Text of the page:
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NFLPA alleges collusion, seeks $3B in lawsuit
Question of the Day
“At no time did the league indicate there was any type of secret agreement or secret cap — or anything else that would have put the union in an entirely different frame of mind,” Kessler said. “All I can tell you is we trusted the league at its word.”
The aftermath of the reallocation plan produced evidence of past collusion, the union asserts.
Specifically, the lawsuit cites as evidence comments John Mara, owner of the New York Giants and chair of the NFL Management Council Executive Committee, made at the league’s annual meetings March 25.
“It has to do with teams attempting to gain a competitive advantage through a loophole in the system,” the lawsuit quotes Mara as telling reporters. “They attempted to take advantage of it knowing full well there would be consequences. [W]hen you look at the overall scope of what they did, they were trying to take advantage and they were told not to.”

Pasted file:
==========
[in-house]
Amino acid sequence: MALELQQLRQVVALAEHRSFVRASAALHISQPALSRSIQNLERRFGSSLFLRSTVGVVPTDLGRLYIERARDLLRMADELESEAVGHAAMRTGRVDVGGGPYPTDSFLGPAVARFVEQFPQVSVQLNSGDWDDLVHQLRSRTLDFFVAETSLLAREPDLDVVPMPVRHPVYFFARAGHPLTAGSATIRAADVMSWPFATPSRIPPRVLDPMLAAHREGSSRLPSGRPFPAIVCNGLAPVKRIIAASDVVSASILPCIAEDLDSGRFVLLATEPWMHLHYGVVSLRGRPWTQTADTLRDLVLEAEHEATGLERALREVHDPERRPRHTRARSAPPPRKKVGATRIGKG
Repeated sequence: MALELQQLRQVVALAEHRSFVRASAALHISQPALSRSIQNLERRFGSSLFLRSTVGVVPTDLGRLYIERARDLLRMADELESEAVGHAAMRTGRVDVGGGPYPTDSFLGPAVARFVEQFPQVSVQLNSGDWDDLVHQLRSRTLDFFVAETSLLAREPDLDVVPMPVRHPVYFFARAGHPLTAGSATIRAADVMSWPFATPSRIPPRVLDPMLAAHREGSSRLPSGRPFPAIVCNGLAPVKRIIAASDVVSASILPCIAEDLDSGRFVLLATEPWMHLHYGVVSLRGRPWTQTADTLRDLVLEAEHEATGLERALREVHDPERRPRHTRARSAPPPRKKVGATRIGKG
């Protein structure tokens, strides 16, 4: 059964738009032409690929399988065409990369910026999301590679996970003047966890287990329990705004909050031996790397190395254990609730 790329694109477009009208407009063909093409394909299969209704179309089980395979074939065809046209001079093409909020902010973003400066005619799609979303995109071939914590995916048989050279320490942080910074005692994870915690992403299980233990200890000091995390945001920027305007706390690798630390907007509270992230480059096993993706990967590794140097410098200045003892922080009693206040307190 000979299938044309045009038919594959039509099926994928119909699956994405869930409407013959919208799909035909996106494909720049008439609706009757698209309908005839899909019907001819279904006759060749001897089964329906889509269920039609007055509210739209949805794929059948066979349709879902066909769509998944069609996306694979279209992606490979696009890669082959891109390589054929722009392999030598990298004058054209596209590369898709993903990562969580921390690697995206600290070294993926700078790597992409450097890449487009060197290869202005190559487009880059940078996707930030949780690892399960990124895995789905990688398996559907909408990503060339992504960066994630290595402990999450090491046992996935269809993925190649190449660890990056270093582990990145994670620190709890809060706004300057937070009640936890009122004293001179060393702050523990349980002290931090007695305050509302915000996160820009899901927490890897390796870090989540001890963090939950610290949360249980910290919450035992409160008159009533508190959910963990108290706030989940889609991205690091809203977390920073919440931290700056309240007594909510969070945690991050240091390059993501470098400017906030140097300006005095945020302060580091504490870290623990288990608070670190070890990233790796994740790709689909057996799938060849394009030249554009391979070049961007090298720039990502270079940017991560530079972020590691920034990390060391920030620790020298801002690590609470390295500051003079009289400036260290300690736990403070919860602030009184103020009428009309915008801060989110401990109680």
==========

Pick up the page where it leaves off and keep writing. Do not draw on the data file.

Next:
The suit also cites NFL commissioner Roger Goodell saying in late March: “[T]he rules were articulated. [T]he rules were quite clear.”
The NFL rejected the union’s claim.
“The filing of these claims is prohibited by the Collective Bargaining Agreement and separately by an agreement signed by the players’ attorneys last August,” NFL senior vice president of communications Greg Aiello wrote on Twitter. “The claims have absolutely no merit & we fully expect them to be dismissed.
“On multiple occasions, the players and their representatives specifically dismissed all claims, known or unknown, whether pending or not regarding alleged violations of the 2006 CBA and the related settlement agreement.”
Kessler, however, disputed that.
“The document they are referring to was not accepted by the district court in Minnesota,” he said. “It was rejected, and the court entered an order that only dismissed claims that were pending.”
The NFLPA plans to present more evidence than the quotes included in the lawsuit, Kessler said.
“The challenge here for the NFLPA is gathering enough evidence to show that the fact that these teams seem to have had players sign all up to the same level was a result of an actual agreement, whether it be a written agreement or a tacit understanding between the parties involved,” said Marc Edelman, a sports law expert and professor of law at Barry University School of Law. “That will be very heavily fact-intensive.”
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